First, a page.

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Well, I got a surprisingly large number of emails about the post on Christopher Milne. I am thinking about exactly what to do here exactly, but I'll probably post more from time to time about books and things.

Also apparently I can put a title on the blogs.

Oh my goodness, friends. Something very cool happened today with a book project I have kept secret for a long time, but which will be revealed soon.

I've just finished reading a wonderful book - Christopher Robin Milne's two part biography, the first of which deals with his childhood as the son of the famous author, and the second of which deals with his life as an adult. 

Here's an obscure reference: it reminds me deeply of the works of Lilias Rider Haggard, which you haven't read. However, you may know her once-quite-famous author father Henry Rider Haggard, best known for creating the character's Allan Quatermain and "She." In both cases, the parent was the more famous author but lacked a note present in the child. Both Lilias and Christopher do pastoral writing and had lives intersected by the Second World War. Lilias is obscure now, though Christopher Robin may hang on longer thanks to the eternal Disneyfication of stories about Winnie-the-Pooh. This hasn't happened with Henry Rider Haggard because his novels are mostly set in colonial Africa, and though some are less-racist-than-you'd-guess, they are very much books of their period. As I recall, they even have forms of bigotry I hadn't known existed, like deep concerns about English men marrying Dutch women, and the general treacherousness of the Portuguese!

Anyway, I'll tell you what I like about both Lilias and Christopher's work, which is that they're what HR Haggard called "small beer" books, meaning that they're not after big literary achievements. They're just talking about what it was like to be the author at a place and time. This is me slightly stereotyping, but I think the project of a small beer book is helped along by being British. Somewhere Bill Bryson wrote about how the reason he loved living in Britain was how the British could get so delighted by the trivial. It took so little to arouse joy - the weather, a nice hedge, a bowl of custard. In Christopher Milne, he writes about the tedium of managing a bookshop in the village of Dartmouth with the same level of interest and detail that he gives to his war service in Africa and Italy. I don't think this is an act - it's the genuine feelings of a very private very shy man silently and deeply moved by a quiet almost-anonymous life.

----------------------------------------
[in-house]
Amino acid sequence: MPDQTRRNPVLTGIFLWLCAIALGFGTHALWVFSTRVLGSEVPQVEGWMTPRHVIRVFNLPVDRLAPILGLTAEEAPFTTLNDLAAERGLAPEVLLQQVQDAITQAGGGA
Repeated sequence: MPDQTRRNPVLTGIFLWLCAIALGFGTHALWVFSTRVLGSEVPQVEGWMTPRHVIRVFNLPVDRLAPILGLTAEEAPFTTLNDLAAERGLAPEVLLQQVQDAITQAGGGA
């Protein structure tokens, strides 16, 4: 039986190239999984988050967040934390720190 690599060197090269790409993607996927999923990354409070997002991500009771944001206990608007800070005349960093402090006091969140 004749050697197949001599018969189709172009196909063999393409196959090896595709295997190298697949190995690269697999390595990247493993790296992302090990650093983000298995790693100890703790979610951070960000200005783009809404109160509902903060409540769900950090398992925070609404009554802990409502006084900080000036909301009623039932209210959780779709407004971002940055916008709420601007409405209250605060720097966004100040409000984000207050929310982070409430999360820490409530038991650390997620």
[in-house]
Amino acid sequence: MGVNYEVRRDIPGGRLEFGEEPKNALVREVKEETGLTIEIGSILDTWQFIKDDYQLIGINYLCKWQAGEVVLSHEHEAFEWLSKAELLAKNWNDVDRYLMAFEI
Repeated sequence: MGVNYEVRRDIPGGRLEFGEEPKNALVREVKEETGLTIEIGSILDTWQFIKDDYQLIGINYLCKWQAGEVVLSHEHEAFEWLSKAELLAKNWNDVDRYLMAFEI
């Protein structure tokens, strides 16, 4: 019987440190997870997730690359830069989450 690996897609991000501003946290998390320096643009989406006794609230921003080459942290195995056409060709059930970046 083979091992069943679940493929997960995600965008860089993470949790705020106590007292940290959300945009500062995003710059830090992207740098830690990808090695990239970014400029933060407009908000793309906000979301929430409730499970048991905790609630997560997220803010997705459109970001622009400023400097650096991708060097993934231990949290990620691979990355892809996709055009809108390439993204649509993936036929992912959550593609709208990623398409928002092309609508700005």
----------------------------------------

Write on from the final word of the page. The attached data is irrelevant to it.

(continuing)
You can also see that Milne, had he wanted and had the nerve, could've been an excellent essayist. In a short book he has beautifully phrased thoughts about religion, society, nature, literature, and to my mind he is especially moving when he writes about caring for his daughter Clare who had cerebral palsy. There's a "Prayer for Owen Meanie" quality to it, in that one of Milne's repeated laments is that he had his father's good brain and his mother's ability to make things, but did not excel at either. But then you find him later in life able to use those hands to make a special wheelchair for his daughter and a spoon so she could feed herself. And the part of his mind that is sentimental and fit for writing is able to see the beauty in it.

So go read it - it's called The Enchanted Places. Also, go read anything by Lilias Haggard. None of it is in print any more but none of it costs much, and it is pure liquid charm.

Thanks to everyone who wrote to say they enjoyed the blogs. I had thought social media killed blogging, but a few of you seem to be here in the afterlife. Isn't it strange how a blog without comments is so much more intimate than social media? I think the key is that blogs are like letters, and letters are the most intimate human experience that doesn't involve touching someone's butt. Come to think of it, they may be more intimate now than in their heyday because only a few of you will even bother to read.

Thanks for that.

Zach

I like to think that when humanity are all ultra-intelligent cyborgs, they will look back and see the differences between me and Albert Einstein as a rounding error.

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